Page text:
ERIC Number: EJ866697
Record Type: Journal
Publication Date: 2008
Reference Count: 0
Does My Town Have a Racist Past?
Teaching Tolerance, n33 p22-27 Spr 2008
This article discusses how students can convert the shameful history of sundown towns in America into a rich opportunity for setting the record straight. The study of sundown towns across the nation can lead classes into exploration of the often unexamined role of race in their daily lives. It likewise opens the door to more general discussions of questions of racism in society. Using the examples of racial exclusion and denial in sundown towns, teachers can challenge students to do history--to investigate the racial past of their own communities, neighborhoods, or schools. Towns did not stay white by accident. They left paper trails of discrimination by which students can ferret out information. Likely sources include restrictive covenants, city ordinances, realtor steering and incidents of police harassment. If a locale or institution did keep out African Americans--documents will confirm it. In the process, students will find themselves doing research--checking census tables, reading local histories, skimming old newspapers, interviewing senior citizens, and using land records and city council minutes.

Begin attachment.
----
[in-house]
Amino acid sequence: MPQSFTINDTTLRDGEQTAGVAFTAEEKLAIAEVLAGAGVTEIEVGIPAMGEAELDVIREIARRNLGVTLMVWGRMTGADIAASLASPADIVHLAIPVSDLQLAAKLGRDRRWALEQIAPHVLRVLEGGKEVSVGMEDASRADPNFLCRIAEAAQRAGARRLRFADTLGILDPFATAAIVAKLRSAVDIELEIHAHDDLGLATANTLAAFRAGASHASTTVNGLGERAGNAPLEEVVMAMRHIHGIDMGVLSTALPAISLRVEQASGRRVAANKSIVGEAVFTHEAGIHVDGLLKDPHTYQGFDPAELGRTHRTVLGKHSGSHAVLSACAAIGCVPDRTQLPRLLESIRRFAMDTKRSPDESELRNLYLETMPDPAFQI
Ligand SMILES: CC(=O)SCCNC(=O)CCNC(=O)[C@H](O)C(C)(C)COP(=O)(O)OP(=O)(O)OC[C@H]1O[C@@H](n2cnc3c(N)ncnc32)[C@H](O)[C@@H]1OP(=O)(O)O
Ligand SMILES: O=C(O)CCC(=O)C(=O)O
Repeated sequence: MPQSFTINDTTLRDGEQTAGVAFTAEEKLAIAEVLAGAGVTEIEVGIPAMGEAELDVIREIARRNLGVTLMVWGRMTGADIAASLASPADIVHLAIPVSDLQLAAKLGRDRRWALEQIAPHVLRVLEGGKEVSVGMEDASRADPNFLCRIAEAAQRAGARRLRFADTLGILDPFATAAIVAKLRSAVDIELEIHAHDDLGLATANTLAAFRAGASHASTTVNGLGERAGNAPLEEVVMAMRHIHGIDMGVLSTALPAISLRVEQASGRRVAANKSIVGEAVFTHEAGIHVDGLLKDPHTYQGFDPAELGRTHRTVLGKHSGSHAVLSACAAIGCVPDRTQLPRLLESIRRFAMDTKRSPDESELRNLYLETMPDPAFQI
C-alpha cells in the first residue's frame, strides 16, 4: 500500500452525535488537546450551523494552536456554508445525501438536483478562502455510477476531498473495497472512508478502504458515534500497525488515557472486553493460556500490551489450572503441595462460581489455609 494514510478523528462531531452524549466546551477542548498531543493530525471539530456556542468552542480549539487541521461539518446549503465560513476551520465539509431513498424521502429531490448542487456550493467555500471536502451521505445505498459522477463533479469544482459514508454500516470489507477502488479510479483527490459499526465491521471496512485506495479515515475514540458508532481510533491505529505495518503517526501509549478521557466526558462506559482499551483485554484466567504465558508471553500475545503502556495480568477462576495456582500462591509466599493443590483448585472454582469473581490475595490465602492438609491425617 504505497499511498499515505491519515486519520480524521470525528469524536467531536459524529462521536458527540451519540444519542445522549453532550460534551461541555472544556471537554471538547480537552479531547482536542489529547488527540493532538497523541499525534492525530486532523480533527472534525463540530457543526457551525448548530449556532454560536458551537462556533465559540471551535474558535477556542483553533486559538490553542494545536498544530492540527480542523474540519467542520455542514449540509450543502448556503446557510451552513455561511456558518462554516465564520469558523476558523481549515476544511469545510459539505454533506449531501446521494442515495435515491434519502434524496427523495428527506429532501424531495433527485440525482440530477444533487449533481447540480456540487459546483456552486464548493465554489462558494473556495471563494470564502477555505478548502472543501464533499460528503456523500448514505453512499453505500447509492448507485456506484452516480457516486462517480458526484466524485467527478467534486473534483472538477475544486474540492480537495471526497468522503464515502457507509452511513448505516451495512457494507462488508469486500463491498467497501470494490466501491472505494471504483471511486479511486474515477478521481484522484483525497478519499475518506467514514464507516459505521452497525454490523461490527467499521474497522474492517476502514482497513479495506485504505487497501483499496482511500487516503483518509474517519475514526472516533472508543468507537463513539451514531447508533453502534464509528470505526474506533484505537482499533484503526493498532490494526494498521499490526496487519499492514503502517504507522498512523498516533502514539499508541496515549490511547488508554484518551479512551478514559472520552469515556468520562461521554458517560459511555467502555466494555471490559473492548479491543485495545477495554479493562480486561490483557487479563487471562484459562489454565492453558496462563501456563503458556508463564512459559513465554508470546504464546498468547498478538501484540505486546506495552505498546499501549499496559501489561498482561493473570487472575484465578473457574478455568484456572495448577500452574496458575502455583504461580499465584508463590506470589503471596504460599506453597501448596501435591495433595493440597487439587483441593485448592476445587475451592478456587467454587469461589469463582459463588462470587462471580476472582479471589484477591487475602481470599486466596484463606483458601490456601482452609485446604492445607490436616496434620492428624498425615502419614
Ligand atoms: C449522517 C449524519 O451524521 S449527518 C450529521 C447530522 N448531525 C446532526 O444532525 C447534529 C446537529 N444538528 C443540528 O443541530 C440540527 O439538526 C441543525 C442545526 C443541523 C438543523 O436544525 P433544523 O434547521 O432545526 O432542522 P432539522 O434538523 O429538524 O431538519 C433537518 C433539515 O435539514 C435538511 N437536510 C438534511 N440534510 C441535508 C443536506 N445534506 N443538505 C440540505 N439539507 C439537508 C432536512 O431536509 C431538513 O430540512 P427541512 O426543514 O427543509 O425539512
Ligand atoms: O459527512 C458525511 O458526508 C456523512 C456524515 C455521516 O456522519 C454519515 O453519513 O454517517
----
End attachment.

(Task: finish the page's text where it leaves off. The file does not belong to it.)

Descriptors: Neighborhoods, Local History, City Government, Racial Bias, Racial Discrimination, Consciousness Raising, United States History, Racial Composition, Legislation, Local Government, Civil Rights, Student Research, Newspapers, Older Adults, Interviews
Southern Poverty Law Center. 400 Washington Avenue, Montgomery, AL 36104. Tel: 334-956-8200; Fax: 334-956-8484; Web site: http://www.tolerance.org/teach/magazine/index.jsp
Publication Type: Journal Articles; Reports - Descriptive
Education Level: N/A
Authoring Institution: N/A